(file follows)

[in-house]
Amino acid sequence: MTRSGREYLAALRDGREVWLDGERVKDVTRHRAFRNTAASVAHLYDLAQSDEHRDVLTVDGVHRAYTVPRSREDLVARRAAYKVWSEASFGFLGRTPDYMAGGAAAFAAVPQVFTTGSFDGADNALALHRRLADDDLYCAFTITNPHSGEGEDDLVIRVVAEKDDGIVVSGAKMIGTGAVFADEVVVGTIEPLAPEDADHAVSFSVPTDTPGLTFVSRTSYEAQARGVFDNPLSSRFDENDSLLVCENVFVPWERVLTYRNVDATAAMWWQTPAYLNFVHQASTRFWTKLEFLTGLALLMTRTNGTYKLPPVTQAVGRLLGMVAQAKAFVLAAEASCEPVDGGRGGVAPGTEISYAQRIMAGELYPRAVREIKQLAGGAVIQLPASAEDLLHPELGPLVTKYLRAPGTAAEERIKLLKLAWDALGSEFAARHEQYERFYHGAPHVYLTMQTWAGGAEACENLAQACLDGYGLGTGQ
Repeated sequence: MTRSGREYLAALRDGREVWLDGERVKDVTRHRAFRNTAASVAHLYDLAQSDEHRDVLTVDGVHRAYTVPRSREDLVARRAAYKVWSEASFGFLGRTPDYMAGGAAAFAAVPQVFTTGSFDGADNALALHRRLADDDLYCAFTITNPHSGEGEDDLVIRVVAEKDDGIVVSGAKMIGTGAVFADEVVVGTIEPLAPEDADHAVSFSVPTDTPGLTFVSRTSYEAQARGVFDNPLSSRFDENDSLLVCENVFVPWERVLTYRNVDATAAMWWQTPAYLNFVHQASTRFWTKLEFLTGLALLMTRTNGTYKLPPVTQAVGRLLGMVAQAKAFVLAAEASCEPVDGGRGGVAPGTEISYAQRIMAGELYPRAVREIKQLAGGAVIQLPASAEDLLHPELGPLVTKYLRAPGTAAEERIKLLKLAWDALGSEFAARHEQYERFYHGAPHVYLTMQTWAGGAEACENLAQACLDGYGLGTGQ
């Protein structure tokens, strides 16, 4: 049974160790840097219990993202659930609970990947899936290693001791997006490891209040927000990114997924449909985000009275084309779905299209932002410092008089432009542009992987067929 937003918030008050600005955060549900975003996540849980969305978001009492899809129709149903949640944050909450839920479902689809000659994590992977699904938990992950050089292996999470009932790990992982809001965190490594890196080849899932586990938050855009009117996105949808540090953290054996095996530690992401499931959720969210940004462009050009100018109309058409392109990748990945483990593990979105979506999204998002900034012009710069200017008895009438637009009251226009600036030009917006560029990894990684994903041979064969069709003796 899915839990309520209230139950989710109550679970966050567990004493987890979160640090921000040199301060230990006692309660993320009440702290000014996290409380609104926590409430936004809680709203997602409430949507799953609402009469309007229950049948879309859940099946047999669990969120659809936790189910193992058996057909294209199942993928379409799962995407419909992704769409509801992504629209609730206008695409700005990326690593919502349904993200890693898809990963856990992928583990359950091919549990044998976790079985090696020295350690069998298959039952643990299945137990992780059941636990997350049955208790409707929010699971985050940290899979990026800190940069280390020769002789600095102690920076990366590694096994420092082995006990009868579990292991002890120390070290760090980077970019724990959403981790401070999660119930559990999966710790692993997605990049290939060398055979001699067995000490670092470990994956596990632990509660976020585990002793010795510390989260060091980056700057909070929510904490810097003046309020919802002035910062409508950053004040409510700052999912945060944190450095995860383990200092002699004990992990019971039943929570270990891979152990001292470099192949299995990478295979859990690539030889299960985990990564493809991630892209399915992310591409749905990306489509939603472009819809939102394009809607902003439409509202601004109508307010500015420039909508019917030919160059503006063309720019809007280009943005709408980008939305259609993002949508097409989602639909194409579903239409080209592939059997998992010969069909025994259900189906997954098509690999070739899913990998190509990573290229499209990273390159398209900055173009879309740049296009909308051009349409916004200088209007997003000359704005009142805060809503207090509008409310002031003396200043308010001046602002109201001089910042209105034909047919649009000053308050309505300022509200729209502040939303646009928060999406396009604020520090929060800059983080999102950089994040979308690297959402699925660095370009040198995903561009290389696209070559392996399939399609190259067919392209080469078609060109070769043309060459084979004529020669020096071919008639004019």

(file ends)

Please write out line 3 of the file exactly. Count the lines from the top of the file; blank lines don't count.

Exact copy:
Repeated sequence: MTRSGREYLAALRDGREVWLDGERVKDVTRHRAFRNTAASVAHLYDLAQSDEHRDVLTVDGVHRAYTVPRSREDLVARRAAYKVWSEASFGFLGRTPDYMAGGAAAFAAVPQVFTTGSFDGADNALALHRRLADDDLYCAFTITNPHSGEGEDDLVIRVVAEKDDGIVVSGAKMIGTGAVFADEVVVGTIEPLAPEDADHAVSFSVPTDTPGLTFVSRTSYEAQARGVFDNPLSSRFDENDSLLVCENVFVPWERVLTYRNVDATAAMWWQTPAYLNFVHQASTRFWTKLEFLTGLALLMTRTNGTYKLPPVTQAVGRLLGMVAQAKAFVLAAEASCEPVDGGRGGVAPGTEISYAQRIMAGELYPRAVREIKQLAGGAVIQLPASAEDLLHPELGPLVTKYLRAPGTAAEERIKLLKLAWDALGSEFAARHEQYERFYHGAPHVYLTMQTWAGGAEACENLAQACLDGYGLGTGQ